8. 8. Category-based recommendations <ul><li>Pros: </li></ul><ul><ul><li>Still simple to implement </li></ul></ul><ul><li>Cons: </li></ul><ul><ul><li>Again: not very powerful, which criteria to use to order recommendations? is it really « recommendations »? </li></ul></ul><ul><ul><li>Capacity highly dependd upon the kind of categories implemented </li></ul></ul><ul><ul><ul><li>Too specific: not efficient </li></ul></ul></ul><ul><ul><ul><li>Not specific enough: no relevant recommendations </li></ul></ul></ul>
  9. 9. Collaborative filtering <ul><li>Collaborative filtering techniques « compare » customers, based on their previous purchases, to make recommendations to « similar » customers </li></ul><ul><li>It’s also called « social » filtering </li></ul><ul><li>Follow these steps: </li></ul><ul><ul><li>1. Find customers who are similar (« nearest neighbors ») in term of tastes, preferences, past behaviors </li></ul></ul><ul><ul><li>2. Aggregate weighted preferences of these neighbors </li></ul></ul><ul><ul><li>3. Make recommendations based on these aggregated, weighted preferences (most preferred, unbought items) </li></ul></ul>
  10. 10. Collaborative filtering <ul><li>Example: the system needs to make recommendations to customer C </li></ul><ul><li>Customer B is very close to C (he has bought all the books C has bought). Book 5 is highly recommended </li></ul><ul><li>Customer D is somewhat close . Book 6 is recommended to a lower extent </li></ul><ul><li>Customers A and E are not similar at all. Weight=0 </li></ul>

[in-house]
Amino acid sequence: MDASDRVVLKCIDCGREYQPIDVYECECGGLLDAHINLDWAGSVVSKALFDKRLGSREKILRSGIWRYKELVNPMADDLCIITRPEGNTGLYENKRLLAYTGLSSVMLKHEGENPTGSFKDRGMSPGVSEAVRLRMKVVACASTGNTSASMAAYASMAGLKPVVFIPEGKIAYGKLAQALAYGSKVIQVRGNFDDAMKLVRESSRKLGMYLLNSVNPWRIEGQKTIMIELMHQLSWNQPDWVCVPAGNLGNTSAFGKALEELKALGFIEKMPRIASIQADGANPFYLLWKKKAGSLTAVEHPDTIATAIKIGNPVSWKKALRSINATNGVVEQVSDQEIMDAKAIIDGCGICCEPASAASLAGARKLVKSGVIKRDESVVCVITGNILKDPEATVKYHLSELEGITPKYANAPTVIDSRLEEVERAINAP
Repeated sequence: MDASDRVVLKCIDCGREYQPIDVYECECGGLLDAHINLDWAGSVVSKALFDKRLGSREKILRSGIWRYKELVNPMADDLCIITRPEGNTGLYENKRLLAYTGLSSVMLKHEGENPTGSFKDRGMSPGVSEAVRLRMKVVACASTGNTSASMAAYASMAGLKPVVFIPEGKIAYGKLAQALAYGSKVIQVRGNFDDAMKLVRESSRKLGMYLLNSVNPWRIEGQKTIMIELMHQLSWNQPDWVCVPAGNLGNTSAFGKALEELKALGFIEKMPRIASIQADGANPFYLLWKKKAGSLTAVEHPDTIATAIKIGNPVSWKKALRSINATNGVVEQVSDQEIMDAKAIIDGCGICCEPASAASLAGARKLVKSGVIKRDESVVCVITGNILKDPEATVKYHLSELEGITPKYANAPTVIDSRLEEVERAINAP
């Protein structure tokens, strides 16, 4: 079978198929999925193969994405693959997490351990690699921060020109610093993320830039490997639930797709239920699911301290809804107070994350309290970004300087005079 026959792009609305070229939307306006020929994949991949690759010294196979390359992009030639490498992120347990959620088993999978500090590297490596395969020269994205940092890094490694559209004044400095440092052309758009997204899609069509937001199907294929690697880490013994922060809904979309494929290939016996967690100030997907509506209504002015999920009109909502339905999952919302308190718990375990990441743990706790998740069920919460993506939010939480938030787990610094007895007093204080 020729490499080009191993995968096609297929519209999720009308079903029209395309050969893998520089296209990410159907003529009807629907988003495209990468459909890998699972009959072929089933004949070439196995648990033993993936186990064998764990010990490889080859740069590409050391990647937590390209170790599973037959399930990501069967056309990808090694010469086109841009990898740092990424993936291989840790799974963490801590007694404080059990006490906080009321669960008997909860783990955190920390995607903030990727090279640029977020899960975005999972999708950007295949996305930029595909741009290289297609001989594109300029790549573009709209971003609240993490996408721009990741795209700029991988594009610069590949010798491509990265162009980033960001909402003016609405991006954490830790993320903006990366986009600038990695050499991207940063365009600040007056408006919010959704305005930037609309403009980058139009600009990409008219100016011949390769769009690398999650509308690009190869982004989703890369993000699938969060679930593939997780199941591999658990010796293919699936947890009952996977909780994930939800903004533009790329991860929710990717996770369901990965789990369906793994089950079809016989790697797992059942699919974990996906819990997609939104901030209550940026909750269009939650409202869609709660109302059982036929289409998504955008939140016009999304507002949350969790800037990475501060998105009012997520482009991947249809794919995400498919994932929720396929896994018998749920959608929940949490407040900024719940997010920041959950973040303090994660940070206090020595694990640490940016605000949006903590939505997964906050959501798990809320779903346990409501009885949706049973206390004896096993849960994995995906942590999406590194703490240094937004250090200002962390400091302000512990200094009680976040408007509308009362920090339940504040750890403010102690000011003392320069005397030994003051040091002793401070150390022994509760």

11. 11. Collaborative filtering <ul><li>Pros: </li></ul><ul><ul><li>Extremely powerful and efficient </li></ul></ul><ul><ul><li>Very relevant recommendations </li></ul></ul><ul><ul><li>(1) The bigger the database, (2) the more the past behaviors, the better the recommendations </li></ul></ul><ul><li>Cons: </li></ul><ul><ul><li>Difficult to implement, resource and time-consuming </li></ul></ul><ul><ul><li>What about a new item that has never been purchased? Cannot be recommended </li></ul></ul><ul><ul><li>What about a new customer who has never bought anything? Cannot be compared to other customers  no items can be recommended </li></ul></ul>
  12. 12. Clustering <ul><li>Another way to make recommendations based on past purchases of other customers is to cluster customers into categories </li></ul><ul><li>Each cluster will be assigned « typical » preferences, based on preferences of customers who belong to the cluster </li></ul><ul><li>Customers within each cluster will receive recommendations computed at the cluster level </li></ul>
  13. 13. Clustering <ul><li>Customers B, C and D are « clustered » together. Customers A and E are clustered into another separate group </li></ul><ul><li>« Typicical » preferences for CLUSTER are: </li></ul><ul><ul><li>Book 2, very high </li></ul></ul><ul><ul><li>Book 3, high </li></ul></ul><ul><ul><li>Books 5 and 6, may be recommended </li></ul></ul><ul><ul><li>Books 1 and 4, not recommended at all </li></ul></ul>
  14. 14. Clustering <ul><li>How does it work? </li></ul><ul><li>Any customer that shall be classified as a member of CLUSTER will receive recommendations based on preferences of the group: </li></ul><ul><ul><li>Book 2 will be highly recommended to Customer F </li></ul></ul><ul><ul><li>Book 6 will also be recommended to some extent </li></ul></ul>